Table 2
Risk group definitions
Study
Risk group
Definition
AML-PPLLSG 83
No risk group stratification
AML-PPLLSG 94
SR
FAB other than M5 and £ 5 % blasts in BM on day 15
HR GRG
M5 and £ 5 % blasts in BM on day 15
HR PRG
Any FAB and > 5 % blasts in BM on day 15
AML-PPLLSG 98
SR
FAB other than M5 and £ 5 % blasts in BM on day 15 and no increase in blasts count after day 15
HR
Patients not qualified to SR
AML-BFM 2004 Interim
SR
M1/M2 with Auer rods a,b AML with t(8;21) a,b M4Eo with inv16 a,b M3 AML in Down’s syndrome
HR
M0 M1/M2 without Auer rods M4, M5, M6, M7
AML-BFM acute myeloid leukemia-Berlin–Frankfurt–Munster, AML-PPLLSG acute myeloid leukemia-Polish pediatric leukemia/lymphoma study group, GRG good response group, PRG poor response group, HR high risk, SR standard risk, FAB French–American–British aIn case of FLT3-ITD, the patient is reclassified to HRG bIn case of blasts are ≥ 5 % on day 15 or blastic reconstitution between day15 and 28 (modification according to PPLLSG) the patient is reclassified to HRG
Table 3
Patient characteristics in four AML treatment protocols in Poland
Parameters
AML-PPLLSG 83
AML-PPLLSG 94
AML-PPLLSG 98
AML-BFM 2004 Interim
 
1983–1994
1994–1997
1998–2004
2005–2011
 
[ 3]
[ 3]
[ 9]
 
Number of patients ( N)
208
83
195
237
Age (years) median
8.3
9.3
8.5
11.2
Q1–Q3
     
4.3–15.3
Range
0.1–16.6
0.6–16.6
0.1–17.8
0.006–18.1
Leukocytes (´ 10 3/µl) median
12.0
14.7
17.8
19.4
Q1–Q3
ND
ND
ND
6.1–58.8
Range
0.6–264
1.0–587
0.5–516
0.76–979
Gender male/female
106/102
40/43
105/95
130/107
 
N (%)
N (%)
N (%)
N (%)
CNS involvement a
10 (4.9)
5 (6.3)
7 (3.6)
29/206 (14.1)
Extramedullary organ involvement
44 (21)
16 (19)
31 (15.9)
60/206 (29.1)
FAB types
M0
0 (0.0)
3 (3.6)
15 (7.7)
21 (8.9)
M1
43 (20.7)
12 (14.5)
32 (16.4)
32 (13.5)
M2
53 (25.5)
24 (28.9)
55 (28.2)
66 (27.8)
M3
23 (11.1)
9 (10.8)
23 (11.8)
20 (8.4)
M4
50 (24.0)
18 (21.7)
30 (15.4)
48 (20.3)
M5
30 (14.4)
11 (13.3)
18 (9.2)
36 (15.2)
M6
8 (3.8)
3 (3.6)
7 (3.6)
3 (1.3)
M7
1 (0.5)
1 (1.2)
8 (4.1)
10 (4.2)
Non defined
0 (0.0)
2 (2.4)
7 (3.6)
1 (0.4)
Cytogenetic available a
0 (ND)
54 (65)
37 (19.0)
176 (74)
t(8;21)
 
2
3
26 (15)
t(15;17)
 
0
3
16 (9)
inv(16)
 
1
0
8 (4.5)
Normal
 
18
10
30 (17)
MLL
 
ND
ND
15 (8.5)
Other
 
11
21
81 (46)
Risk groups
SR
NA
36 (43)
112 (57)
66 (27.8)
HR
NA
39 (47)
69 (36)
171 (72.2)
Non qualified
NA
8 (10)
14 (7)
0 (0)
AML-BFM acute myeloid leukemia-Berlin–Frankfurt–Munster, AML-PPLLSG acute myeloid leukemia-Polish pediatric leukemia/lymphoma study group, NA not applicable, ND not defined, acute myeloid leukemia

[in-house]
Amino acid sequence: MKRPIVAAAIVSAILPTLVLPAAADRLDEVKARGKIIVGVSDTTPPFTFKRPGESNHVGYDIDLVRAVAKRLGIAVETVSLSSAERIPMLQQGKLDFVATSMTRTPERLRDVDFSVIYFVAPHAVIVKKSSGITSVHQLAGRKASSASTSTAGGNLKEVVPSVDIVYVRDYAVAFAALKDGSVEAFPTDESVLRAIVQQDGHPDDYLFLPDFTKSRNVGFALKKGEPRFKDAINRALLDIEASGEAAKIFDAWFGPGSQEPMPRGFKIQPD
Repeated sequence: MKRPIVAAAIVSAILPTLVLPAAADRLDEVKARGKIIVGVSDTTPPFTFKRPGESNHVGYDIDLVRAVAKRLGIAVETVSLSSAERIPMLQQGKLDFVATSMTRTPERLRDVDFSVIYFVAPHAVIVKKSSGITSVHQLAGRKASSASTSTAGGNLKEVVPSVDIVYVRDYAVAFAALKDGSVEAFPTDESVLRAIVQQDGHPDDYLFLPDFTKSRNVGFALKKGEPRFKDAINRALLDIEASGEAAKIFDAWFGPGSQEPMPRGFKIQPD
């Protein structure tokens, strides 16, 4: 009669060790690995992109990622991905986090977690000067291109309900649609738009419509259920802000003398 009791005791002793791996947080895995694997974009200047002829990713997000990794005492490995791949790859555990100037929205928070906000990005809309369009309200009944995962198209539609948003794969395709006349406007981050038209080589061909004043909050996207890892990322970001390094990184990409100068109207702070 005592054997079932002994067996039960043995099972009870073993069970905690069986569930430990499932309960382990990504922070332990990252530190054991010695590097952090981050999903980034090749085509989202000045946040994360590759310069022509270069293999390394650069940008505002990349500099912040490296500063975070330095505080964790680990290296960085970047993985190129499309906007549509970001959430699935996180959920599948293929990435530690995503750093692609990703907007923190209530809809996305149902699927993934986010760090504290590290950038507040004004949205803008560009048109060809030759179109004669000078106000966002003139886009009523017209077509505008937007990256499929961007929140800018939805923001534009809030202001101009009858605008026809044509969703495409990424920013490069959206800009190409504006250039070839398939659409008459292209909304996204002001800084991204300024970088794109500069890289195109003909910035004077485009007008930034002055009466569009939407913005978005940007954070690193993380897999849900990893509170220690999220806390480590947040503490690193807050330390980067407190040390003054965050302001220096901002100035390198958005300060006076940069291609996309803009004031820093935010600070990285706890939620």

aPercentage is given for patients with data ( n/total)

Materials and methods

Three hundred and three children with de novo AML treated according to AML-BFM-2004 Interim protocol were enrolled at 15 PPLLSG centers; 237 of them were eligible for evaluation from January 2005 to June 2011. The exclusion criteria were:
  • AML following chronic myeloid leukemia or myelodysplastic syndrome,
  • AML as a secondary neoplasm,
  • congenital malformations and severe comorbidities (including Down’s syndrome),
  • biphenotypic leukemia,
  • death before treatment,
  • pretreatment with other protocols or incomplete data of the patient.
The inclusion criteria were:
  • ‘de novo’ diagnosed,
  • untreated AML,
  • absence of severe congenital malformations or comorbidities.
Data regarding children with Down’s syndrome and AML will be presented in another paper. In all children, the diagnosis was based upon bone marrow (BM) examination, including cell morphology with FAB classification, cytochemistry, and immunophenotyping. Complete blood count, liver and renal function tests, lumbar puncture, chest X-ray, echocardiography (ECG) and brain computed tomography (CT) were also performed in all children. Cytogenetic analyses (both classical and fluorescence in situ hybridization (FISH)) were also mandatory, nevertheless, only the results from 74 % of patients were eligible. All examinations were performed in local treatment centers. Since 2005 central verification sessions of cell morphology, immunophenotyping and cytogenetic examination have been made. Moreover, since 2006 molecular studies (fusion genes AML1-ETO, PML-RARA, CBFβ-MYH11 and MLL–AF4, MLL–AF9, MLL–ENL, as well as FLT3-ITD and WT1 overexpression) have also been performed in Genetic Laboratory of the University Children’s Hospital of Krakow.